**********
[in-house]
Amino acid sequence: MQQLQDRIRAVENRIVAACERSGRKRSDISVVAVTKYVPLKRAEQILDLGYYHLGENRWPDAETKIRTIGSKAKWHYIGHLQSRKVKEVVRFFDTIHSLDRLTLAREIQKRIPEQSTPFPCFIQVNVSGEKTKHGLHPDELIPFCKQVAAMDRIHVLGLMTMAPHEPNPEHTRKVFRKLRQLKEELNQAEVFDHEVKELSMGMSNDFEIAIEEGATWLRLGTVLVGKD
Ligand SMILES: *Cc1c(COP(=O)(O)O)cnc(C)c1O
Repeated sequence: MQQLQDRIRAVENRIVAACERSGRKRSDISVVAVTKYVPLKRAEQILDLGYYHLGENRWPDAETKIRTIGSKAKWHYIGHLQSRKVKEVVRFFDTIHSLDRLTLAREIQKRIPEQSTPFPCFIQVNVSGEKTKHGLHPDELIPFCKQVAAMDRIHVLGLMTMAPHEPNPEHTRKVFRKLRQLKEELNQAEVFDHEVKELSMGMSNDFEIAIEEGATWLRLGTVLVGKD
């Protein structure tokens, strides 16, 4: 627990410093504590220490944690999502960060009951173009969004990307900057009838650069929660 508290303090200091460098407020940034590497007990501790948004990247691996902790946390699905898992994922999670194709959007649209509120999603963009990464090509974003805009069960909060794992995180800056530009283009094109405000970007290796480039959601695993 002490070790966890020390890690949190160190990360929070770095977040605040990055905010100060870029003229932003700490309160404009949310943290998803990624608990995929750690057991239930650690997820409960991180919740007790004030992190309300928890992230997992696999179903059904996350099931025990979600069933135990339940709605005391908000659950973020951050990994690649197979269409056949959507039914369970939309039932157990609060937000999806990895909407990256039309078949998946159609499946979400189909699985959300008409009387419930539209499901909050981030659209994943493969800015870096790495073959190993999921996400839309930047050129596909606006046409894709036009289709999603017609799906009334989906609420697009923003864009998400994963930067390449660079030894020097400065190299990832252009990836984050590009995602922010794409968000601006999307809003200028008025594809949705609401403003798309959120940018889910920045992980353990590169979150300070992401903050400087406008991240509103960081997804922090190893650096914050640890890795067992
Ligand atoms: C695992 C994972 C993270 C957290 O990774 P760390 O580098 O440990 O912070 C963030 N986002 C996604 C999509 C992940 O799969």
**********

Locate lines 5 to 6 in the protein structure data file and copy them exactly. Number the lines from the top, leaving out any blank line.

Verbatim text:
């Protein structure tokens, strides 16, 4: 627990410093504590220490944690999502960060009951173009969004990307900057009838650069929660 508290303090200091460098407020940034590497007990501790948004990247691996902790946390699905898992994922999670194709959007649209509120999603963009990464090509974003805009069960909060794992995180800056530009283009094109405000970007290796480039959601695993 002490070790966890020390890690949190160190990360929070770095977040605040990055905010100060870029003229932003700490309160404009949310943290998803990624608990995929750690057991239930650690997820409960991180919740007790004030992190309300928890992230997992696999179903059904996350099931025990979600069933135990339940709605005391908000659950973020951050990994690649197979269409056949959507039914369970939309039932157990609060937000999806990895909407990256039309078949998946159609499946979400189909699985959300008409009387419930539209499901909050981030659209994943493969800015870096790495073959190993999921996400839309930047050129596909606006046409894709036009289709999603017609799906009334989906609420697009923003864009998400994963930067390449660079030894020097400065190299990832252009990836984050590009995602922010794409968000601006999307809003200028008025594809949705609401403003798309959120940018889910920045992980353990590169979150300070992401903050400087406008991240509103960081997804922090190893650096914050640890890795067992
Ligand atoms: C695992 C994972 C993270 C957290 O990774 P760390 O580098 O440990 O912070 C963030 N986002 C996604 C999509 C992940 O799969």